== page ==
Fatigue is a key sign of dehydration. But does dehydration cause fatigue, or are they just related? And if dehydration does cause fatigue, why?
Here, we look at three scientific papers written in the last ten years that focus on the causes of fatigue in three different scenarios, to help you get to an answer. The three tiring scenarios researched and reviewed are physical fatigue, mental and cognitive fatigue, and all-over hangover fatigue.
1. Dehydration in Elite Soccer - Sports Medicine 2009
This 2009 paper suggests that ‘no single metabolic factor is a causal of fatigue in elite soccer’. Translated out of science speak, this means that in high-level soccer, we can’t say fatigue is due to any one single thing. However, the conclusion of the paper does suggest that dehydration is one of the physiological, subconscious factors, that makes us feel dehydrated after long periods of intense exercise.
This paper looks at a specific technique called ‘pacing’ used by elite soccer players, and focuses on whether dehydration is a sign of fatigue (feeling wiped out all at once), or of a measured, sustain effort (continually getting more tired and more winded). This key difference adds an interesting voice to the medical conversation regarding dehydration and fatigue. There are flaws in the traditional ideas of how dehydration causes physical fatigue. Newer models, such as that in this paper, tell us about how the brain continually takes information from a large number of factors including blood acidity and skin temperature, to tell how tired and thirsty you are. Rather than reaching a state of severe dehydration, and then taking action once you start to feel the associated symptoms, such as fatigue, your brain is constantly working out what conditions your body is in, and what needs to happen in order to maintain optimal performance.
2. Hydration Status, Mood and Mental Performance - Nutrition Reviews 2015
This paper reviews the findings of several other scientific papers, in an attempt to connect dehydration to mood and cognition. For example, is drowsiness a consequence of dehydration? The paper wisely points out that it is scientifically difficult to observe small changes in brain function and cognitive abilities, so proving a direct relationship between hydration status and mental-fatigue is hard, particularly when we are looking at the relatively small changes in hydration levels that occur in environments such as air-conditioned offices or schools.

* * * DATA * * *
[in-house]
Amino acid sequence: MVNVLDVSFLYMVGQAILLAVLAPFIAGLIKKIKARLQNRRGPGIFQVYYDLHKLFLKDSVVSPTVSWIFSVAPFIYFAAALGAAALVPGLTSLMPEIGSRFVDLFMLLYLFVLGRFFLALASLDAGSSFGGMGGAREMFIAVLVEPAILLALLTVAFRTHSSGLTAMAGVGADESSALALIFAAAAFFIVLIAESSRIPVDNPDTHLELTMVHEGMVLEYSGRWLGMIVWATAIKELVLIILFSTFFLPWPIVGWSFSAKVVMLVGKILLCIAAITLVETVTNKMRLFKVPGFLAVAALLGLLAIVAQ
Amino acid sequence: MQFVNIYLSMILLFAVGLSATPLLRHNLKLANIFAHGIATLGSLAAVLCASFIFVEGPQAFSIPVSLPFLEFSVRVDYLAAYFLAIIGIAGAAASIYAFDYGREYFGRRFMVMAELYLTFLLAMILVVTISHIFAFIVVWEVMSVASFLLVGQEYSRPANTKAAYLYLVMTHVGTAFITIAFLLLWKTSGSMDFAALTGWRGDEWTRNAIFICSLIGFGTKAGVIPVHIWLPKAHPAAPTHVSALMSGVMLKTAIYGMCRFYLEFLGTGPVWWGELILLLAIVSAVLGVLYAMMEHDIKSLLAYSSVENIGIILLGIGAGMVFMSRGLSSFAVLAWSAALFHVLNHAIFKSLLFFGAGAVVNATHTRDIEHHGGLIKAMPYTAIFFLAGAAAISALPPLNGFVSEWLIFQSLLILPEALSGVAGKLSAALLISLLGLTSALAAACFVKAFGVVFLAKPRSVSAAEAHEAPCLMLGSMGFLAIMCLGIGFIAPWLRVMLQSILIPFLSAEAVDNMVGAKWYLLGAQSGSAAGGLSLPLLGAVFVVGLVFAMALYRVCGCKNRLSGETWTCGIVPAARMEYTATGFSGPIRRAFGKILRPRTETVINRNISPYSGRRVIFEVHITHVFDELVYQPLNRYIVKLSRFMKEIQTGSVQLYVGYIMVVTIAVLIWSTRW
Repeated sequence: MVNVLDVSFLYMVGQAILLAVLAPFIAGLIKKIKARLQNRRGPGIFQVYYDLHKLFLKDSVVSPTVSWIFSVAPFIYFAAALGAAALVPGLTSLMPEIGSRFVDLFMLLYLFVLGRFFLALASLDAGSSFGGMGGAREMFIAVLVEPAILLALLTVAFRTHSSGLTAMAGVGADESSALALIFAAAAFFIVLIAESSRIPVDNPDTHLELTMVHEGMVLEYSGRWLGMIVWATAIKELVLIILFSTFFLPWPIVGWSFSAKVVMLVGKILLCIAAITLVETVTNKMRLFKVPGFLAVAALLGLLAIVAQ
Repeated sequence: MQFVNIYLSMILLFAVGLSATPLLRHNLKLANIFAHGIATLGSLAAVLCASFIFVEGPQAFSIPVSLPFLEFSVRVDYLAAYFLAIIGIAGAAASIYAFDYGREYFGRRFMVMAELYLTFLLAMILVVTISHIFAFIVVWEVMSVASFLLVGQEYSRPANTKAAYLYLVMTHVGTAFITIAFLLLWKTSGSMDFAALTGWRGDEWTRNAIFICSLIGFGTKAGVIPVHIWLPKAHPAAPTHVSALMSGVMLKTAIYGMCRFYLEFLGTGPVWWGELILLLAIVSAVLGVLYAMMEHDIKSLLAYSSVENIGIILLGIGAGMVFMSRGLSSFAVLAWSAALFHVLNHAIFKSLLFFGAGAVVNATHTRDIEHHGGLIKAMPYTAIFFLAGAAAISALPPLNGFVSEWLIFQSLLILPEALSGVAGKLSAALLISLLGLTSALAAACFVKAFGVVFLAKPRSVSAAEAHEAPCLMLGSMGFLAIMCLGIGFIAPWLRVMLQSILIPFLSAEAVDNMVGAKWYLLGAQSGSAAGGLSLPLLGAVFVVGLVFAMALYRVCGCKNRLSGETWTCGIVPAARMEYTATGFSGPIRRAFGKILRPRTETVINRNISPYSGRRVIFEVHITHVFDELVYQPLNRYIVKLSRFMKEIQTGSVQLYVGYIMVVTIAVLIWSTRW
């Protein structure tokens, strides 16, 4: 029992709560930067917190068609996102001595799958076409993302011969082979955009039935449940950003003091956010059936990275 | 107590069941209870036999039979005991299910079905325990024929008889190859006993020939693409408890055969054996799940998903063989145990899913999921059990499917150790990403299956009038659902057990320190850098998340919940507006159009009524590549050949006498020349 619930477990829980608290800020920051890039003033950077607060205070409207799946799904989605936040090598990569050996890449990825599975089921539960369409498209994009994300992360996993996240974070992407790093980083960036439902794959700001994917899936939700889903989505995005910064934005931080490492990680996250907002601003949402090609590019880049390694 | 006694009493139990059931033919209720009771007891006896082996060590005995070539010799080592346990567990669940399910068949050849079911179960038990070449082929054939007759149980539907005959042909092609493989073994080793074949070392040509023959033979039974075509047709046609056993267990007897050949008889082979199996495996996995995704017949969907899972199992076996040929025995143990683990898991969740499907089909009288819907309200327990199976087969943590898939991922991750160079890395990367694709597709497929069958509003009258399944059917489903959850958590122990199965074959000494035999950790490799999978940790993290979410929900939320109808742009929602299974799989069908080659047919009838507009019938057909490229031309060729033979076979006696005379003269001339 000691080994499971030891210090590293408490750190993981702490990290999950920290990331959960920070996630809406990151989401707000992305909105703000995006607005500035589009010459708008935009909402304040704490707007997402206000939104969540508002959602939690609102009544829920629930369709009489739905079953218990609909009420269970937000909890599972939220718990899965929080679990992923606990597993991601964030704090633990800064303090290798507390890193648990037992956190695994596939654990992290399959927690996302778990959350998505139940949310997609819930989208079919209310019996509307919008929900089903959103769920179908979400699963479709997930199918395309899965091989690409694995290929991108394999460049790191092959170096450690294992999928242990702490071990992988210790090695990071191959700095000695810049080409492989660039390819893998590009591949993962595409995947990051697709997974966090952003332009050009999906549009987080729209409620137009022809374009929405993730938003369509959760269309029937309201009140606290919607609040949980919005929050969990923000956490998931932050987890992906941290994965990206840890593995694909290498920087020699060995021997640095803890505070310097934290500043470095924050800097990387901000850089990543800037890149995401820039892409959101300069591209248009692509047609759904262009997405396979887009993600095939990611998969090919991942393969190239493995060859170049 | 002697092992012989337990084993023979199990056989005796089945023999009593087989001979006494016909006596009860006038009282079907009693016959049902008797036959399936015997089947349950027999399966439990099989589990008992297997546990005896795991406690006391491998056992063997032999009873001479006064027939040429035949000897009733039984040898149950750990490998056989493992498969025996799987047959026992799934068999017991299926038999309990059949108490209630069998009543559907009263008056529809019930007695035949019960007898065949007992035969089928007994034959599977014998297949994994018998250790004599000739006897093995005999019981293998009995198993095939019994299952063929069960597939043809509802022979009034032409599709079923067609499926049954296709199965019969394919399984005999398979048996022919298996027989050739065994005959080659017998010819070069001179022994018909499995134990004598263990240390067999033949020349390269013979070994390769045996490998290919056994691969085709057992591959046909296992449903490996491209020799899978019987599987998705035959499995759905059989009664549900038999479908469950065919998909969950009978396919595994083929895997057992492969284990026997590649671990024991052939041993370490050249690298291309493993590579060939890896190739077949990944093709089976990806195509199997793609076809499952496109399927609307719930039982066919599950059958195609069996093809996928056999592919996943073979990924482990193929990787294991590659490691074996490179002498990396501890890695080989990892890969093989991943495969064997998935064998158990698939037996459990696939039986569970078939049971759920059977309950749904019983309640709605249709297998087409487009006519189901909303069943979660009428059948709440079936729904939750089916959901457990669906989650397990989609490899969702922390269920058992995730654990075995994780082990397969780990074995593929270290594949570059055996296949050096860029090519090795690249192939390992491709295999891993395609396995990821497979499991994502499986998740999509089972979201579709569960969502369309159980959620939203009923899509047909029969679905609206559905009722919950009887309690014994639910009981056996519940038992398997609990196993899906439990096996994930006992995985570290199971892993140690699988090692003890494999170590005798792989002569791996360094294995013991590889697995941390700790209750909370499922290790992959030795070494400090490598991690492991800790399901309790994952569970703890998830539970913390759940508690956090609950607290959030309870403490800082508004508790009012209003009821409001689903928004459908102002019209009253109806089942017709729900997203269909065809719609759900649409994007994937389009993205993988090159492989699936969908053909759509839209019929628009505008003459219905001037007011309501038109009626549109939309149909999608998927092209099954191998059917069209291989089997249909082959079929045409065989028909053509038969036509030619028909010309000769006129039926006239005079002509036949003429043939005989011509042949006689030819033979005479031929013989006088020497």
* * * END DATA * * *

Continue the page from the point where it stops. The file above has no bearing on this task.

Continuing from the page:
However, this research specifically describes several facts related to dehydration that have been shown to affect brain function, including brain volume (which changes depending on how hydrated you are), body temperature (a cause for dehydration) and age (elderly are more susceptible to dehydration). This evidence suggests an intricate relationship between dehydration and how tired you feel, or how well your brain is performing. There’s a bit of a chicken and egg situation going on here, but this paper helps us make some important steps!
3. Dehydration and Hangovers
Who do you feel so tired and drowsy when you have a hangover? One of the initial aims of this paper was to establish the characteristics of a hangover. After searching through the scientific literature, the authors concluded that headaches, nausea and fatigue, amongst other things, are common symptoms of a hangover. However, over the course of their research they identified the breakdown products of alcohol (acetaldehyde), dysregulated cytokine (cell messenger proteins) pathways, and hormonal changes as also involved in the intensity of hangovers. We cannot say that dehydration alone is the cause of a hangover-related fatigue.
Interestingly, the authors point out that hydration can limit, but not totally overcome, the symptoms of a hangover - suggesting dehydration is related but not entirely responsible.
So what’s the answer?
It's difficult disentangle all the related symptoms of fatigue and their direct causes. After exercise, a long day at work, or the morning after the night before, it’s usual to feel tired and achy, have a headache, feel drowsy and unfocused, and maybe even feel nauseous. Dehydration is a common factor in all these situations, and all these things are symptoms related to dehydration, but in each there are other other things in play, as seen in the papers above.
So in short, does dehydration cause fatigue? Yes, and no. Yes, it certainly contributes to the physiological processes that make you tired, and no, it’s not exclusive. Even the most hydrated people in the world need to rest, so that their body can recover from the other things going on that make us fatigued. So don’t rely on good hydration or good sleep alone to keep you awake and alert and performing at your best. Build patterns of good sleep and good hydration (such as with Hydrant!) into your day to allow yourself to be the best you can be.
Writer: Ailsa McKinlay
Editor: Elizabeth Trelstad, www.hellobeaker.com